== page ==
The Romans were unsure on exactly what day the days started getting longer, 23rd, 24th, 25th, 26th were common guesses and the Pagan solstice was flanked by various sun festivals. "Saturnalia, in the days after 17th December, the latter the New Year fear, the Kalendae, from 1 to 3 January. [...] The moment at which the strength of the sun was perceived to be returning was an even more powerful, and universal one, and from 153 BCE the Roman year had officially commenced upon 1 January"3. The Kalendae was sacred to Janus, marked by feasting and merry-making, and the exchange of gifts. "The new Christian feast of the Nativity extinguished or absorbed both of them, and a string of other holy days sprang up in its wake"3.
The pagan elements of Christmas were so strong and apparent that the founders of modern Christianity who wanted to separate themselves from its own paganism, often complained about Christmas activities. "Among those who attacked them were some of the most renowned Fathers of the early medieval Church, Jerome, Ambrose, Augustine, and John Chroysologus. Especially concerned, and voluble, were Maximus of Turin, Chrysologus of Ravenna, Caesarius of Arles, and Pacian of Barcelona. In the eleventh century the denunciations had ended with these southern regions, but they were repeated by Burchard of Worms, writing in more recently evangelized Germany. More interesting for the purposes, they were still being issued in England"3.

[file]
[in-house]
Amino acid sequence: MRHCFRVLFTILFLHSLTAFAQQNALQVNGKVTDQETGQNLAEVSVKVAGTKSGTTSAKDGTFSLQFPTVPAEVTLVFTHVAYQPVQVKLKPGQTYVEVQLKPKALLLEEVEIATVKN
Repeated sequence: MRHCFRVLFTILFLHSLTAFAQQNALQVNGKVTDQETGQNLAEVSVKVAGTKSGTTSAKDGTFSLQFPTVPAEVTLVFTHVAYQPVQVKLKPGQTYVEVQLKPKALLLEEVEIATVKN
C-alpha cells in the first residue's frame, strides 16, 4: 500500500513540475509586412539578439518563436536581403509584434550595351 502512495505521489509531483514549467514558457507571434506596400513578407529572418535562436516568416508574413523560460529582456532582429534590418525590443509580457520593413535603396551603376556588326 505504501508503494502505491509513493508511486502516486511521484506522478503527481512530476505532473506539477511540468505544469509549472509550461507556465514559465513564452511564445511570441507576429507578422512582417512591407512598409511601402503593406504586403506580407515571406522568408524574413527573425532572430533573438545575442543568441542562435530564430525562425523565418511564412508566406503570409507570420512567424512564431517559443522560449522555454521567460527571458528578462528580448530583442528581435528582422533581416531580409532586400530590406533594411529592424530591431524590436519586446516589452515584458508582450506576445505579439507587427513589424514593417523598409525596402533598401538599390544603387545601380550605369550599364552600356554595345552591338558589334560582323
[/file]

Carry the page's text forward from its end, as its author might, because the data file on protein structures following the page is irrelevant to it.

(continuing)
The stories about Jesus's birth in the Bible are contained in the Books of Matthew and Luke. These two accounts contradict each other in many places. Many elements are certainly untrue. There are no Roman records attesting to the birth (or life) of Jesus15. Events such as King Herod's killing of every male child simply did not occur16,17 - none of Herod's enemies mention it, for example, despite their routine documenting of his many misdeeds of a much lesser nature. Also unhistorical is the curious Roman census that required (for what reason?) everyone to go to cities associated with their ancestors16. But similar stories are found about previous pagan god-man saviours. Likewise with the Virgin Birth, which has now been shown to simply be a mistranslation deriving from the Septuagint. And what of the 3 wise men who follow the bright star to Jesus's birthplace, bearing gifts? Other star gazers of the time, who meticulously recorded many stellar events, did not notice it16,18. It is a Zoroastrian story, even down to the details of the 3 gifts, copied by Christians and made to be about Jesus. The stories of Jesus's birth are rewrites, modernisations, of previous stories from older pagan myths. These facts have led some scholars to cast doubt on Jesus's entire existence.
For more, see: